The most significant environmental case of the Supreme Court’s just-concluded term was American Electric Power v. Connecticut. As I explained in an article for PERC Reports, this case arose out of lawsuits filed by several states and environmentalist groups against five large electric power producers, alleging that their emissions of greenhouse gases contributed to the public nuisance of global warming under federal common law.
On June 20, a unanimous Supreme Court held that the plaintiffs’ suits are displaced by the federal Clean Air Act. Somewhat ironically, this holding was a consequence of the plaintiffs’ prior success bringing global warming claims to court. In Massachusetts v. EPA, some of the same states successfully argued that greenhouse gases are pollutants subject to regulation under the Clean Air Act. Yet this conclusion made displacement of the federal common law claims a done deal. As Justice Ruth Bader Ginsburg’s opinion for the Court made clear, the Court has long held that once Congress delegates regulatory authority to a federal agency, federal common law suits on the same subject matter are displaced.
We hold that the Clean Air Act and the EPA actions it authorizes displace any federal common law right to seek abatement of carbon-dioxide emissions from fossil-fuel fired power plants. Massachusetts [v. EPA] made plain that emissions of carbon dioxide qualify as air pollution subject to regulation under the Act. And we think it equally plain that the Act “speaks directly” to emissions of carbon dioxide from the defendants’ plants.That the EPA might not regulate as much as plaintiffs would like – and may not regulate enough to mitigate (let alone eliminate) the public nuisance of global warming – is immaterial. In enacting the Clean Air Act, Congress made the scope and stringency of federal greenhouse gas emissions something for the EPA to determine in the first instance, subject to judicial review.
While Justice Ginsburg’s opinion expressly left open the question of whether the Clean Air Act preempts public nuisance claims brought under state law, its displacement discussion explained why courts are particularly ill-suited to addressing climate change claims of this sort.
The appropriate amount of regulation in any particular greenhouse gas-producing sector cannot be prescribed in a vacuum: as with other questions of national or international policy, informed assessment of competing interests is required. Along with the environmental benefit potentially achievable, our Nation’s energy needs and the possibility of economic disruption must weigh in the balance. The Clean Air Act entrusts such complex balancing to EPA in the first instance, in combination with state regulators. . . .While the Court’s holding only reached plaintiffs’ federal common law claims, this discussion may give federal courts pause before approving the plaintiffs’ state-law-based claims. Grounding judicial management of climate policy in state common law does not make it any easier. If anything it would be more difficult insofar as different state-law rules could produce different outcomes. Whatever the merits of common law nuisance suits in other pollution contexts, American Electric Power v. Connecticut means federal courts will not be eager to hear such claims when based on global warming.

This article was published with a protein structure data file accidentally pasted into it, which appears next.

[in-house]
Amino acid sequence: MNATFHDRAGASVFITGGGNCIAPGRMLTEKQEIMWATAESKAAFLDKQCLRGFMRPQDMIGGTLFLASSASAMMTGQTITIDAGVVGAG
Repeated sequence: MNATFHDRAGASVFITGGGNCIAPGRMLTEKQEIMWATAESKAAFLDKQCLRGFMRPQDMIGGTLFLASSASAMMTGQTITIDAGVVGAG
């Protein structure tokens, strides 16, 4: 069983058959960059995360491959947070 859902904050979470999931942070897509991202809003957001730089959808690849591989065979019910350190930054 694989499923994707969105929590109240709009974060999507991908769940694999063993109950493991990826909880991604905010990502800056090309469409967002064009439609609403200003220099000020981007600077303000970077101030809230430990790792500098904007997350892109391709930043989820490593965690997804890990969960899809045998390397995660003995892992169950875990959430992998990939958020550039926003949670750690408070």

It is altogether fitting that Congress designated an expert agency, here, EPA, as best suited to serve as primary regulator of greenhouse gas emissions. The expert agency is surely better equipped to do the job than individual district judges issuing ad hoc, case-by-case injunctions. Federal judges lack the scientific, economic, and technological resources an agency can utilize in coping with issues of this order. . . . Judges may not commission scientific studies or convene groups of experts for advice, or issue rules under notice-and-comment procedures inviting input by any interested person, or seek the counsel of regulators in the States where the defendants are located. Rather, judges are confined by a record comprising the evidence the parties present. Moreover, federal district judges, sitting as sole adjudicators, lack authority to render precedential decisions binding other judges, even members of the same court.